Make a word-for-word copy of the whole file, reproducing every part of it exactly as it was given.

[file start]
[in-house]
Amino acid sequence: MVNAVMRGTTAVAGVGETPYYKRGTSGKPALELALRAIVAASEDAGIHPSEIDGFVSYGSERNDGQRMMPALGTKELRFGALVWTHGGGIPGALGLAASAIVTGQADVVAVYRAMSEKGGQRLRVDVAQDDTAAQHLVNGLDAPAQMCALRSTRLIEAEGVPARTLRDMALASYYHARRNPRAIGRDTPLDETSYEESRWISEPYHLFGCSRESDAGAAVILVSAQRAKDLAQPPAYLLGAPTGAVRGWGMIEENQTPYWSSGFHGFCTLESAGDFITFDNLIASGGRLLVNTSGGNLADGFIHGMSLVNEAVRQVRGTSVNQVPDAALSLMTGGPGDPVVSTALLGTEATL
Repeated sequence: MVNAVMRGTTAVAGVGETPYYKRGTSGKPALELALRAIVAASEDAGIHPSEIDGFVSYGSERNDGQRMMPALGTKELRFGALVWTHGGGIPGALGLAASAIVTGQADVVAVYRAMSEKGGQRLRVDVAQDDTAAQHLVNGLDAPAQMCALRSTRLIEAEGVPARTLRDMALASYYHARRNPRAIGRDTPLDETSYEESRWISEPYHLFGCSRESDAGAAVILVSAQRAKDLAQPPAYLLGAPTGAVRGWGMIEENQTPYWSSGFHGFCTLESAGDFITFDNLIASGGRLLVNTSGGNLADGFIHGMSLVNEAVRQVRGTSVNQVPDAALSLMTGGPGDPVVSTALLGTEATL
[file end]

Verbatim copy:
[in-house]
Amino acid sequence: MVNAVMRGTTAVAGVGETPYYKRGTSGKPALELALRAIVAASEDAGIHPSEIDGFVSYGSERNDGQRMMPALGTKELRFGALVWTHGGGIPGALGLAASAIVTGQADVVAVYRAMSEKGGQRLRVDVAQDDTAAQHLVNGLDAPAQMCALRSTRLIEAEGVPARTLRDMALASYYHARRNPRAIGRDTPLDETSYEESRWISEPYHLFGCSRESDAGAAVILVSAQRAKDLAQPPAYLLGAPTGAVRGWGMIEENQTPYWSSGFHGFCTLESAGDFITFDNLIASGGRLLVNTSGGNLADGFIHGMSLVNEAVRQVRGTSVNQVPDAALSLMTGGPGDPVVSTALLGTEATL
Repeated sequence: MVNAVMRGTTAVAGVGETPYYKRGTSGKPALELALRAIVAASEDAGIHPSEIDGFVSYGSERNDGQRMMPALGTKELRFGALVWTHGGGIPGALGLAASAIVTGQADVVAVYRAMSEKGGQRLRVDVAQDDTAAQHLVNGLDAPAQMCALRSTRLIEAEGVPARTLRDMALASYYHARRNPRAIGRDTPLDETSYEESRWISEPYHLFGCSRESDAGAAVILVSAQRAKDLAQPPAYLLGAPTGAVRGWGMIEENQTPYWSSGFHGFCTLESAGDFITFDNLIASGGRLLVNTSGGNLADGFIHGMSLVNEAVRQVRGTSVNQVPDAALSLMTGGPGDPVVSTALLGTEATL